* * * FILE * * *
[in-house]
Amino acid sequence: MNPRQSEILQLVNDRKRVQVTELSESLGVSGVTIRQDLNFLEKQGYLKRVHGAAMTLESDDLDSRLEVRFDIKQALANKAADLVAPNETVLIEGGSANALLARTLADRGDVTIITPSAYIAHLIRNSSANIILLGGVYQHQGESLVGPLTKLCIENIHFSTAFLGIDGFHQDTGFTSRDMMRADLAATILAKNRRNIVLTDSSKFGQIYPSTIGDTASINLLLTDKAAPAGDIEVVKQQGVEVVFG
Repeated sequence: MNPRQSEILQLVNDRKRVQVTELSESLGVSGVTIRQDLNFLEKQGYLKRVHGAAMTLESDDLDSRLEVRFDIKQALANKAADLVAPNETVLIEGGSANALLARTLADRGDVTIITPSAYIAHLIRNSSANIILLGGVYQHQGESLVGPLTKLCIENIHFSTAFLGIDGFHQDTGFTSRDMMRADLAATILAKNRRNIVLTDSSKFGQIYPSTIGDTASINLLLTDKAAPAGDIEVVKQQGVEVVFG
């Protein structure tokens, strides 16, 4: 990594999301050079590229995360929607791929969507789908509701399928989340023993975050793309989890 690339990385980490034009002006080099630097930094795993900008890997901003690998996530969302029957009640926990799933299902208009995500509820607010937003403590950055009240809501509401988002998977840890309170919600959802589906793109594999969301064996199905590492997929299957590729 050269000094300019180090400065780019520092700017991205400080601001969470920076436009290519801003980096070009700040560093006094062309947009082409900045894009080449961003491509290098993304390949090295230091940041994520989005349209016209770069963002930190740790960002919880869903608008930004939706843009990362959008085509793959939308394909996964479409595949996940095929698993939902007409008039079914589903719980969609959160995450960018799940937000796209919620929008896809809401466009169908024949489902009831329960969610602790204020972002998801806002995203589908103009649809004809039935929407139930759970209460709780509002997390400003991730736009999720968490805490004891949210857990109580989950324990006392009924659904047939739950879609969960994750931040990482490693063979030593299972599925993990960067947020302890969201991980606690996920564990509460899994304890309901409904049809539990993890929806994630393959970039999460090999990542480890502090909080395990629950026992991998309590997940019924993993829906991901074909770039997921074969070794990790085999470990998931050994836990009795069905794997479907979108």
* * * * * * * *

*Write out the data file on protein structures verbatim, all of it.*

[in-house]
Amino acid sequence: MNPRQSEILQLVNDRKRVQVTELSESLGVSGVTIRQDLNFLEKQGYLKRVHGAAMTLESDDLDSRLEVRFDIKQALANKAADLVAPNETVLIEGGSANALLARTLADRGDVTIITPSAYIAHLIRNSSANIILLGGVYQHQGESLVGPLTKLCIENIHFSTAFLGIDGFHQDTGFTSRDMMRADLAATILAKNRRNIVLTDSSKFGQIYPSTIGDTASINLLLTDKAAPAGDIEVVKQQGVEVVFG
Repeated sequence: MNPRQSEILQLVNDRKRVQVTELSESLGVSGVTIRQDLNFLEKQGYLKRVHGAAMTLESDDLDSRLEVRFDIKQALANKAADLVAPNETVLIEGGSANALLARTLADRGDVTIITPSAYIAHLIRNSSANIILLGGVYQHQGESLVGPLTKLCIENIHFSTAFLGIDGFHQDTGFTSRDMMRADLAATILAKNRRNIVLTDSSKFGQIYPSTIGDTASINLLLTDKAAPAGDIEVVKQQGVEVVFG
């Protein structure tokens, strides 16, 4: 990594999301050079590229995360929607791929969507789908509701399928989340023993975050793309989890 690339990385980490034009002006080099630097930094795993900008890997901003690998996530969302029957009640926990799933299902208009995500509820607010937003403590950055009240809501509401988002998977840890309170919600959802589906793109594999969301064996199905590492997929299957590729 050269000094300019180090400065780019520092700017991205400080601001969470920076436009290519801003980096070009700040560093006094062309947009082409900045894009080449961003491509290098993304390949090295230091940041994520989005349209016209770069963002930190740790960002919880869903608008930004939706843009990362959008085509793959939308394909996964479409595949996940095929698993939902007409008039079914589903719980969609959160995450960018799940937000796209919620929008896809809401466009169908024949489902009831329960969610602790204020972002998801806002995203589908103009649809004809039935929407139930759970209460709780509002997390400003991730736009999720968490805490004891949210857990109580989950324990006392009924659904047939739950879609969960994750931040990482490693063979030593299972599925993990960067947020302890969201991980606690996920564990509460899994304890309901409904049809539990993890929806994630393959970039999460090999990542480890502090909080395990629950026992991998309590997940019924993993829906991901074909770039997921074969070794990790085999470990998931050994836990009795069905794997479907979108």